“We believe that giving Kaepernick an opportunity will send the right message to our students and community members, who see him as someone who cares about issues affecting our community. If signed, we look forward to working with him, and the Washington organization to create the types of programming and spaces for our young people to discuss and debate the issues affecting them,” the letter read.

Super Bowl Controversy

Kaepernick’s unemployment has even been a source of controversy ahead of the Super Bowl. With Maroon 5 set to play the halftime show, the league has reportedly had trouble finding acts to play along with the band -- with many turning down the prime slot due to Kaepernick's unemployment.

“No one wants to associate themselves with the NFL in light of its response to Colin Kaepernick’s protest against police brutality,” a source told US Weekly.

Maroon 5 reportedly tried to get rap sensation Cardi B to play alongside them, among others, but couldn’t reel her in.

Rihanna also reportedly turned down an offer to play during the Super Bowl and comedian Amy Schumer said she wouldn’t appear in Super Bowl ads.

Does Kaepernick Want to Play Again?

Will we see Colin Kaepernick take a snap in 2019?

Will we see Colin Kaepernick take a snap in 2019? (Photo by Harry How/Getty Images)

If a team did offer Kaepernick a contract, would he even want to play again?

Kaepernick’s involvement in social justice activism could be one of the reasons why he wouldn’t return to the field. Kaepernick’s advocacy was profiled in a 2017 Sports Illustrated profile, including him helping with the 100 Suits for 100 Men charity, donating $1 million as part of his million-dollar pledge and donating thousands of dollars to several clinics.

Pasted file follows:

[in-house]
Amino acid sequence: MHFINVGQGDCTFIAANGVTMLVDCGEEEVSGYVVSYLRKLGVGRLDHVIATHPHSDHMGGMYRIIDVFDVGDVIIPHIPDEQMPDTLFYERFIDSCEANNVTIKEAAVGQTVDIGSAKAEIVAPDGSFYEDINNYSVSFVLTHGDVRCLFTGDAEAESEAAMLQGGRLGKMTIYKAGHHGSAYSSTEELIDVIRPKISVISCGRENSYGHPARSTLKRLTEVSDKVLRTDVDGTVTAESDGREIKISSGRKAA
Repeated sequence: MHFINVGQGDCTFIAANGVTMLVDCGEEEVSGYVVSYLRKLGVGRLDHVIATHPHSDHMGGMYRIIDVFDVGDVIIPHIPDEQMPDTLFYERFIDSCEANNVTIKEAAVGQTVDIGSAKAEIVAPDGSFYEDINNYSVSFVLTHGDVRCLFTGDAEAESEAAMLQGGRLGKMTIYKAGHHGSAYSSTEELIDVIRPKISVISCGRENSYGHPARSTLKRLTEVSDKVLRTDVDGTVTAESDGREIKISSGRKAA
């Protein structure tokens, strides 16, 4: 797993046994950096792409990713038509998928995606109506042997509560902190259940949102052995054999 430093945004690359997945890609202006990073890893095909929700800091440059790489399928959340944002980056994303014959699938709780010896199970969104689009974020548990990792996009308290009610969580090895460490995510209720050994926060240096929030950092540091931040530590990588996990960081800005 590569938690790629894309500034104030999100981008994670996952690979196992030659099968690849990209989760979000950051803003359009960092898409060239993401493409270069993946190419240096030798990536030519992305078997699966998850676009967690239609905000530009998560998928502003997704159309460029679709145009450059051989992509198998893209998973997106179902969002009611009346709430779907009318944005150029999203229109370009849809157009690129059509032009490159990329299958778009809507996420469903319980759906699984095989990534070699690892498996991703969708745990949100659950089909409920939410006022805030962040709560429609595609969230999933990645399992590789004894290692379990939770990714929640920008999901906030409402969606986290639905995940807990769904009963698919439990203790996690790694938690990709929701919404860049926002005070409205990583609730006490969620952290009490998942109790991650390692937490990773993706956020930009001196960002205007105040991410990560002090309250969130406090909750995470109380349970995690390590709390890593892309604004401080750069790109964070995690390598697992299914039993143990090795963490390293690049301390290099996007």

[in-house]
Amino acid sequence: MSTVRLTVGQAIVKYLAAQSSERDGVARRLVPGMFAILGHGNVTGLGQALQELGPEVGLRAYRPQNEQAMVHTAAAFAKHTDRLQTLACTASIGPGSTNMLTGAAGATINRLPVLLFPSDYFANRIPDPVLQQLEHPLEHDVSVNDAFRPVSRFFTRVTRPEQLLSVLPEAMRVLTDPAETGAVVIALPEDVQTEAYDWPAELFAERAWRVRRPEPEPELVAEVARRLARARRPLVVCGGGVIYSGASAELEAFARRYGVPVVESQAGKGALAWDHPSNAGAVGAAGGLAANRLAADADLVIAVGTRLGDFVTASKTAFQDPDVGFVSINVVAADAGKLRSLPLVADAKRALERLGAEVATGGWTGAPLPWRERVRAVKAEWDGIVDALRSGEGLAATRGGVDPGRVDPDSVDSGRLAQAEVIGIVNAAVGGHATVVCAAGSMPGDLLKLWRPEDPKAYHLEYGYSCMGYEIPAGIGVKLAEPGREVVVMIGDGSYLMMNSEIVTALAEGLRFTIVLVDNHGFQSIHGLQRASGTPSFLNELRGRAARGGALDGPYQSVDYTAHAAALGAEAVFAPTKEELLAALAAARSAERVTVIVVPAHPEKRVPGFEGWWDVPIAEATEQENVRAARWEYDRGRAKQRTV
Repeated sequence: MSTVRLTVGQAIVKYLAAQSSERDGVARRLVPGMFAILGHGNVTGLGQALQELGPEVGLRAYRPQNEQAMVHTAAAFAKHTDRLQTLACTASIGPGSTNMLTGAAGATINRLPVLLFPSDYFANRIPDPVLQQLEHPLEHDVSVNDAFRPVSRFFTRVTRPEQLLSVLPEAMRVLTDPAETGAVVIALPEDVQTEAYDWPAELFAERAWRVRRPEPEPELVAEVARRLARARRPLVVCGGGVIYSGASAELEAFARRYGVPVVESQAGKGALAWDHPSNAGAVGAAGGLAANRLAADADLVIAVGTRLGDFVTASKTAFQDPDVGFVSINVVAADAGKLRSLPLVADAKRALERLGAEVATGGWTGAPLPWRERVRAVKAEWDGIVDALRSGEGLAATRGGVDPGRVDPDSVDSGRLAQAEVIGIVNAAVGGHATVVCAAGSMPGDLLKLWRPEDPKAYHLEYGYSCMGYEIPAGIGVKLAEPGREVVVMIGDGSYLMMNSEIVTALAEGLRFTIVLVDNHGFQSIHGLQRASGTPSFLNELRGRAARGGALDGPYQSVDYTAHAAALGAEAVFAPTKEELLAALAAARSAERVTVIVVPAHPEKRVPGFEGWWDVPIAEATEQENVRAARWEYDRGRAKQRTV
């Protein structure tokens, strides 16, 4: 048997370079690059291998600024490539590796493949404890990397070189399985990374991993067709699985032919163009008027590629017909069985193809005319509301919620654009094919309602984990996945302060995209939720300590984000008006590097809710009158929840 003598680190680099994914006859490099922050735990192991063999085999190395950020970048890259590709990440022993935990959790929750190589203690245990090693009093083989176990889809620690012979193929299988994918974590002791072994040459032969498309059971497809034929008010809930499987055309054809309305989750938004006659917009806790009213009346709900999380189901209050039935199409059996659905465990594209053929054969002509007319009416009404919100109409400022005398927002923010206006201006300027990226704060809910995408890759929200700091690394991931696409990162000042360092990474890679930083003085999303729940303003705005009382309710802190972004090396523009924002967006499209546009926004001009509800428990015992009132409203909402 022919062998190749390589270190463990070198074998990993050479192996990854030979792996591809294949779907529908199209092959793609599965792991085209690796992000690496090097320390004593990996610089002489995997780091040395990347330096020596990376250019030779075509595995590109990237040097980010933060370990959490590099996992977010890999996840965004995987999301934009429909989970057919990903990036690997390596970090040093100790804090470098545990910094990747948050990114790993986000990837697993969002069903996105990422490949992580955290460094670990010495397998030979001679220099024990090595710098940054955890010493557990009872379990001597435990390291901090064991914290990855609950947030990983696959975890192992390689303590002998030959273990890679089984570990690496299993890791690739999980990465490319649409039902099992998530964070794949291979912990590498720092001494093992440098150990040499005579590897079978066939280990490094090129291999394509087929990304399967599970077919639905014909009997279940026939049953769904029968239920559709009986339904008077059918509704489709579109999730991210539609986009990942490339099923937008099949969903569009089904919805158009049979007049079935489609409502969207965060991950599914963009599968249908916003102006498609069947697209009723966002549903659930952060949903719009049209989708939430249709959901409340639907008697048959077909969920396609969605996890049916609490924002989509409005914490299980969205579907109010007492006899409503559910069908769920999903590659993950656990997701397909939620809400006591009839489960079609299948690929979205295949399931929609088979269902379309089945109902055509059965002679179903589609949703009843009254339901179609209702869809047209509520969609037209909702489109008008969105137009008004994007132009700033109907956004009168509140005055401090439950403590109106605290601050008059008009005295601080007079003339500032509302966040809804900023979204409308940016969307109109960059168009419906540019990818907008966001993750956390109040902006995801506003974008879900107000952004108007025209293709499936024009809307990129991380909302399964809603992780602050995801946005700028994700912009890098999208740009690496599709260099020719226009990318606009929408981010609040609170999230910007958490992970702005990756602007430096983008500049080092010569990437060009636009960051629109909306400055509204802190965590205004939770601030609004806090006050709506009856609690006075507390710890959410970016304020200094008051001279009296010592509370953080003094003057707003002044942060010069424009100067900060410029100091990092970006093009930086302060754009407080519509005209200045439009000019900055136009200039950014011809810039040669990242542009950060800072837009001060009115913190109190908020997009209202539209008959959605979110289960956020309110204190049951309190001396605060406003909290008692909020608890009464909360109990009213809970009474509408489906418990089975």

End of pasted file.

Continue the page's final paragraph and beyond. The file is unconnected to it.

According to Business Insider, as of September 2018, he had donated 2 percent of his $43 million in football earnings to social justice charities.

While Kaepernick was trying to latch on to a new deal in 2017, The Daily Caller, citing a source, reported Kaepernick turned down at least one contract offer in hopes he could stir up a frenzy that would eventually lead to a more lucrative offer. The report surfaced around the time of the Ravens reported interest.

Despite his philanthropic efforts and his reported hopes to get a big contract, multiple reports and friends of Kaepernick have been adamant about the quarterback’s intentions to play again.

A video surfaced in March showing Kaepernick tossing the ball on a Houston field. Another video also showed him in the weight room, appearing to be training for the upcoming season in case he got the call. He had reportedly been working with trainer Josh Hidalgo since January 2017, according to the Monday Morning Quarterback.

Kaepernick’s lawyer, Mark Geragos, told TMZ in an interview in September that two teams had been interested in his client. Geragos dropped vague hints those teams might have been the Oakland Raiders and New England Patriots, but no offer ever reportedly materialized.

Kenny Stills told reporters in September that Kaepernick still has the desire to play and was ready, according to ESPN.

“I said, 'What are you doing?' He said, 'Just came from a workout. I'm ready to go,” Stills said. “He wants to play. He's good enough to play. He deserves to play. I'm not sure why a team hasn't signed him yet.”

A source also reiterated the notion that Kaepernick wanted to play to Pro Football Talk in November.

There appears no chance, however, the Redskins will finally growing desperate enough to give him a chance, considering their quarterback troubles this season. Team president Bruce Allen reportedly made clear Kaepernick will never be signed by Washington as long as he's with the team.

As for Kaepernick, he hasn’t spoken publicly on the issue since November 2017.

He told then-New York Daily News columnist Shaun King about his desire to play: “Yes. I've never stopped. I'm ready right now. Working out daily."

Source: Reuters